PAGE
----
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If there are no spots on a sugar cube, I’ve just put dice in my tea

Submitted by on October 31, 2016 – 11:33 pmNo Comment
Maui sugar cane factory, August 2016

Maui sugar cane factory, August 2016

After 150 years of sugar farming, this autumn sees the last sugar cane harvest on the Hawaiian island of Maui.   It’s no longer ‘economic’ – American products use cheaper corn syrup now, rather than sugar.  650 people are losing their jobs as the Hawaiian Commercial and Sugar Company, owner of the last plantation left on the island, closes its factory. The appearance of the landscape of the central lowlands between Maui’s mountains, a landscape which generations have grown up with, will rapidly change as 36,000 acres of giant undulating fronds of sugar cane disappear – to be replaced by what?  Will developers move in?  Or Monsanto?, which some say is eyeing up the land to grow genetically modified corn.Some locals are celebrating, however, as the burning of sugarcane fields as they are prepared for harvest causes controversy – and possible ill-effects on  local people’s health.  The use of water has been another long-term issue, with smaller farmers claiming that the big sugar companies have diverted streams for their use.

Sugar, then – problematic now, as it always has been.  In Hawaii Chinese workers arrived to work on the sugar plantations in the second half of the 19th century, followed by Japanese and Filipino people amongst others (interestingly between them developing a common language, known as Hawaiian Pidgeon or Hawaiian Creole, which they used to communicate as the plantation owners attempted to keep the different groups separate and docile).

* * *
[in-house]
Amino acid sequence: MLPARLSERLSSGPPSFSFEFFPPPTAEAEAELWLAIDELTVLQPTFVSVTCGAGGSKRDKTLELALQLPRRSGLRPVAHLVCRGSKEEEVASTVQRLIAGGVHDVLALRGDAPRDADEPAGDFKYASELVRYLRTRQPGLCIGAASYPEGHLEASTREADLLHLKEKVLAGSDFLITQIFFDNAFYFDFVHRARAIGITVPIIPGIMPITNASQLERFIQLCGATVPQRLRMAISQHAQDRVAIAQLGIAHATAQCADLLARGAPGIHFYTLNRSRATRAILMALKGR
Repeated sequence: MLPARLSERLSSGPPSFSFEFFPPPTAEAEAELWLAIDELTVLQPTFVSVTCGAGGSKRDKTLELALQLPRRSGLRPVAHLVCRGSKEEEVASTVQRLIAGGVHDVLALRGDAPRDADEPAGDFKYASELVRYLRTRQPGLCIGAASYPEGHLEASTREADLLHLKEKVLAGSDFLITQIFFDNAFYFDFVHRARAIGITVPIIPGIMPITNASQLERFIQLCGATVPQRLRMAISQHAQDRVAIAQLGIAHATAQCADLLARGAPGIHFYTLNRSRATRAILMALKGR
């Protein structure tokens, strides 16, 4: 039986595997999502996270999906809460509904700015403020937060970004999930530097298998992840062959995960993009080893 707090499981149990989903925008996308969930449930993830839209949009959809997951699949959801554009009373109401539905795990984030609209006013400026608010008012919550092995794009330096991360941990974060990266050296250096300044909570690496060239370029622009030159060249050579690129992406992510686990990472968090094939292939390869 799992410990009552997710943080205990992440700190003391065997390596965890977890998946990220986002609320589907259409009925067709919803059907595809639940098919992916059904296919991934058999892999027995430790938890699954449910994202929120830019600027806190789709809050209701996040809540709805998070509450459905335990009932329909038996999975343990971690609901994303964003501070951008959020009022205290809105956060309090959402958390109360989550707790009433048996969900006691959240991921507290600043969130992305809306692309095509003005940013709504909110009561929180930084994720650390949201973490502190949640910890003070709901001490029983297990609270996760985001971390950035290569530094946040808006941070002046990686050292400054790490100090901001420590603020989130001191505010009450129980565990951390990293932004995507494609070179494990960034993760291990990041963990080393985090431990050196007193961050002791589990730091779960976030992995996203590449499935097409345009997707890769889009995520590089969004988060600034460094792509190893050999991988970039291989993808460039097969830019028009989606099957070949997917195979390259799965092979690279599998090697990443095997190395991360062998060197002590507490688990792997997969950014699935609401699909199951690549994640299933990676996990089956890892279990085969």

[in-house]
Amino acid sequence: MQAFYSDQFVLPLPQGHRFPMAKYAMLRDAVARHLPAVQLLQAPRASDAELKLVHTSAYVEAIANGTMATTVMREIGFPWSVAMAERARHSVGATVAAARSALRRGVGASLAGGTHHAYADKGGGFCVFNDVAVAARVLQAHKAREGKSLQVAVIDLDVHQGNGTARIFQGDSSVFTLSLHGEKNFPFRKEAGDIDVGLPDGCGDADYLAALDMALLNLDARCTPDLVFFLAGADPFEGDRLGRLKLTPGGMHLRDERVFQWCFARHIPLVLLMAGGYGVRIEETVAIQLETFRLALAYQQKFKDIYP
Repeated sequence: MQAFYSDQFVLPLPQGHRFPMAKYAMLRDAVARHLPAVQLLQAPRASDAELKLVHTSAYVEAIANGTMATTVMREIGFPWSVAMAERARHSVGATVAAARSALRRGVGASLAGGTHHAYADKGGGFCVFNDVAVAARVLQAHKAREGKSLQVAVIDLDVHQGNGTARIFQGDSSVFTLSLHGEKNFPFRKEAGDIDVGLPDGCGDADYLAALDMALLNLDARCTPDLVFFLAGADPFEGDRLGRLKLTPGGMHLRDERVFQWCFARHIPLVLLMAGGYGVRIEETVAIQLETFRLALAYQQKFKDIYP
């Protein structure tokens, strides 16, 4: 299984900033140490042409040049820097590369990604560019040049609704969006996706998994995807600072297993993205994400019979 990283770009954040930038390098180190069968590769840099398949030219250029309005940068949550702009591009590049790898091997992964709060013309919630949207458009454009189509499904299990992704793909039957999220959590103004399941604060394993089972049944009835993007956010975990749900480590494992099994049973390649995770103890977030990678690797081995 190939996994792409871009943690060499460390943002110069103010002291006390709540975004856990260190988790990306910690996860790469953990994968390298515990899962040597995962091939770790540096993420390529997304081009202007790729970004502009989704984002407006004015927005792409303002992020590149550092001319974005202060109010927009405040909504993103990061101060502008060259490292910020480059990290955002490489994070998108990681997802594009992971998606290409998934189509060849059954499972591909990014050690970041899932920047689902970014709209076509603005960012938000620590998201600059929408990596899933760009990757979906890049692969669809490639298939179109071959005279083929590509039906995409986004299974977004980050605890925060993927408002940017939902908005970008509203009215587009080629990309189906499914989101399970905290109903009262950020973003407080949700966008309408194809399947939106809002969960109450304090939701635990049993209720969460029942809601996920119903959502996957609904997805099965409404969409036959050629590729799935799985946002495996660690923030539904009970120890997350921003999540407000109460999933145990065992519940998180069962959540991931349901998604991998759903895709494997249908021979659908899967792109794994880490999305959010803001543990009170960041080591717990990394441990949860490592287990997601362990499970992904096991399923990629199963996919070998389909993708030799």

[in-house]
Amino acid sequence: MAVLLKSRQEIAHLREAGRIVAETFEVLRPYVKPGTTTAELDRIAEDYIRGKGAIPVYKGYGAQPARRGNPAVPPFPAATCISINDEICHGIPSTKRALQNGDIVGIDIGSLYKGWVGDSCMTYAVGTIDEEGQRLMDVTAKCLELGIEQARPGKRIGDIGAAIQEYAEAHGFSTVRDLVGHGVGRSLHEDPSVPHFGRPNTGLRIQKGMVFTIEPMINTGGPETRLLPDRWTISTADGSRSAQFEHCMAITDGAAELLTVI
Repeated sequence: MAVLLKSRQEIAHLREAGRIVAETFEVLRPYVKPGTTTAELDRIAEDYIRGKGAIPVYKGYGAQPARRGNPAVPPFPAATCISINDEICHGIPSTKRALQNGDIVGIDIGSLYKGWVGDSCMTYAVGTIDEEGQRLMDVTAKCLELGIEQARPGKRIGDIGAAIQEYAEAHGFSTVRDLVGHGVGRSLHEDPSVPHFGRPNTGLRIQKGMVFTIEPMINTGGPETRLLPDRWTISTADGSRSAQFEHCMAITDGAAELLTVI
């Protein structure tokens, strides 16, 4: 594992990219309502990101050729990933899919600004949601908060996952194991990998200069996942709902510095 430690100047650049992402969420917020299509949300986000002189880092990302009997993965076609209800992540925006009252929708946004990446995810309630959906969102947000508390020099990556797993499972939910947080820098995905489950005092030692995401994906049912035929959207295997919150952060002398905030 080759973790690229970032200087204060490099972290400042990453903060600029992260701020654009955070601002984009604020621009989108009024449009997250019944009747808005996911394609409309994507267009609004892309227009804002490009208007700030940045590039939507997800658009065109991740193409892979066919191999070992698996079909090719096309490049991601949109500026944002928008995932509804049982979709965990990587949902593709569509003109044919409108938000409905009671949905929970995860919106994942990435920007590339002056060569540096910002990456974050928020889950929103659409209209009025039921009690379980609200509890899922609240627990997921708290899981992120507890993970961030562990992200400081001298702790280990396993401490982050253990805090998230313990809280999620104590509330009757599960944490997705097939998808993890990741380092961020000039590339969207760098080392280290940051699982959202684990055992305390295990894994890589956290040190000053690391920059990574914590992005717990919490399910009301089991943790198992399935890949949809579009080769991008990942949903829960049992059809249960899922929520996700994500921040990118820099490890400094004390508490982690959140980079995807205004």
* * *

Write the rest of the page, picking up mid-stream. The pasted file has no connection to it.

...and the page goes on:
An interesting book called Sugar: a bittersweet history by Elizabeth Abbott (yes, since you ask, the same woman who wrote A history of celibacy) gives grim details of the slave labour involved in the service of sugar cane in different parts of the world.  It also explains the growing use of sugar during the 19th century, such that ‘skimpy, badly balanced and sugar-saturated meals fuelled not only the working classes but also the Industrial Revolution that their labour made possible’.  There’s even a section in the book on the history of the tea break, but I think that’s one for another day. Note to self: surely possible to work Garibaldi in at that point too?Garibaldi biscuits

I was in a museum in Bristol when I first got interested in the politics of sugar.  I read about Mary Anne Galton, one of many 19th century women who boycotted sugar as a protest against the transatlantic slave trade.  In those days most people would have taken sugar in their tea so that refusing it was more unusual than it might be today. “Sugar abstinence” was an activity where women took the lead as they ran the household and could decide what products to buy.  ‘Both my cousins and I’, wrote Mary, ‘resolved to leave off sugar, as the only produce of slave labour within our province to discontinue’.

And a key figure in the abolitionist movement was John Wesley, one of the founders of Methodism. Wesley thought that a boycott of sugar by  Methodists would be a good way of showing disapproval of a trade which he despised. Older Methodists in Cornwall for instance, where Methodism is still strong, are said still to refuse sugar in their tea ‘on account of Mr Wesley’.  Though given the amount of cake Methodists get through, I can’t help thinking this is more of a ceremonial point they are making.